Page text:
Why FDR Would Spit in Bush's Eye
May 5, 2005
By Slappy Jackson
Talk of reforming Social Security is all the rage right now. George
Bush has dared to touch the great political third rail, because
if we don't do something right-now-at-this-gosh-darned-moment-y'all,
the whole plan might fail in about, um, 41 years.
I'm not going to debate that particular issue because I'm a writer
and an amateur historian, not an economist. The topic I wish to
embrace like the neck of a Republican senator is how unbelievably
pissed I become each time Bush invokes the name of Franklin D. Roosevelt
in any context.
FDR the politician did his level-best to get along with both sides
of the aisle - but the historian in me has little doubt that Roosevelt
the man would spit a big loogie right in Bush's eye if he had a
At the very least we know FDR championed the "little people";
he didn't yoke them like oxen to the interests of the affluent.
And what's more, FDR came from money. The upper-crust despised FDR
for being a class-traitor, and he lapped it up like his five o'clock
And since I broached Social Security, let's get that out of the
way. In 1935 FDR provided a detailed plan that was instituted by
the Democratic Congress later in the year. George W. Bush can only
sputter vague generalities, although he damn well knows people should
be able to invest some of their holdings in a rich man's dream of
The Republican party has the majority in the Senate and the Congress,
but a detailed reform plan this year is as likely as me becoming
Miss America. FDR would laugh heartily at Bush's lack of progress
in "reforming" Social Security - and then expectorate at will.
FDR's words illustrate the difference between a statesman and
a neo-con yes-man. Roosevelt gave us "nothing to fear but fear itself."
Bush said he knew how hard it was to put food on our families, and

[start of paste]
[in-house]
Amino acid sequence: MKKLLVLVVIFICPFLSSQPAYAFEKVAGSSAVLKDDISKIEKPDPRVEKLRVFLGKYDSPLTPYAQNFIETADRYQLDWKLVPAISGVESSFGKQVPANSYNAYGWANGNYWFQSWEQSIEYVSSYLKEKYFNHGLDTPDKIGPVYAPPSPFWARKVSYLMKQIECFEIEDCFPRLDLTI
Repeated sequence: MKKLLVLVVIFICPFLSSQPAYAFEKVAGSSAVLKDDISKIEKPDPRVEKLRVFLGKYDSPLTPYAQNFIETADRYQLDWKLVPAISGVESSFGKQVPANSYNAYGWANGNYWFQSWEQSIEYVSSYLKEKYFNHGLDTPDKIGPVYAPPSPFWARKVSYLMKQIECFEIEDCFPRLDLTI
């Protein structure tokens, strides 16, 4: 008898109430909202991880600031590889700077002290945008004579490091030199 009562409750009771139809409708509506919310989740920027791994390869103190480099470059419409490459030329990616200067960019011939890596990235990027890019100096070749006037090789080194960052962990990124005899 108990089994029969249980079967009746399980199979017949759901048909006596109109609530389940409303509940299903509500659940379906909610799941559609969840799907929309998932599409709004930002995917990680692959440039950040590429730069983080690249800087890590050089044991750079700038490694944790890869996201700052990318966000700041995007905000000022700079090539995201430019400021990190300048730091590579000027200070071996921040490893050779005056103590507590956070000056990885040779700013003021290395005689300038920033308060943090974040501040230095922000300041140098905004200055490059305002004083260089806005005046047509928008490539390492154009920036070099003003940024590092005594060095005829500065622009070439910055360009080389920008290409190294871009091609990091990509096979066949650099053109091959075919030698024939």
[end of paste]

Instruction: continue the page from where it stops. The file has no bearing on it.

he offered us wood. FDR wouldn't have let such a vapid knucklehead
sort mail in his White House.
Let's consider some of FDR's other thoughts, and how they contrast
those of our current Chief Executive:
"I have no expectation of making a hit every time I come to
Has George W. Bush ever admitted a misstep? When asked to do so
in the 2004 presidential debates, he said he'd need a few minutes
to think of one. Can such arrogance be indicative of anything other
than insincerity? I myself have made at least six or seven mistakes
today, and so have you. FDR was man enough to admit the same thing.
"The test of our progress is not whether we add more to the
abundance of those who have much; it is whether we provide enough
for those who have little."
Where do I even start with this one? As Watergate's Deep Throat
advised, "Follow the money." Bush forced us into a war solely to
enrich the coffers of Halliburton and friends. He holds hands with
the Saudis - literally - and lets oil-company profits sky-rocket.
He wants to save Social Security by letting you give money to Richie
Rich to play with.
"No business which depends for existence on paying less than
living wages to its workers has any right to continue in this country."
If it was up to Bush's handlers and their cronies, the minimum
wage would be zero-point-nothing. Hell, it would be less than that;
the third-world workers would get the shaft we so richly deserve
in this country. The last thing I need to hear is another zillionaire
corporate-magnate crying poor-mouth.
"If civilization is to survive, we must cultivate the science
of human relationships - the ability of all peoples, of all kinds,
to live together, in the same world at peace."
FDR understood that all countries didn't need to be like the United
States to co-exist peacefully. Unprovoked military action against
a divergent culture does not make you the Earth's sweetheart. Actually,
it pretty much pisses everyone off. The generally loquacious Roosevelt
would be struck dumb by this administration's foreign policy.
"Repetition does not transform a lie into a truth."
The weapons-of-mass-destruction line was a despicable lie. So
was repeating that John Kerry was anything less than a war-hero.
To say that FDR always spoke the plain truth would be an exaggeration.
He did not, however, shovel the same horseshit until the people
he served kind-of/sort-of bought it. Roosevelt left that tactic
to Adolf Hitler.
Please, Gee-Dubya, spare me references to FDR's "wonderful" Social
Security program that you wish to defile. In fact, spare me from
any references to Roosevelt, Truman, Kennedy, or any other Democratic
president who wasn't in it to benefit the already-rich.
If FDR was around, he'd lock his braces upright and hocker right
in one of your beady eyes. You don't even want to know what Truman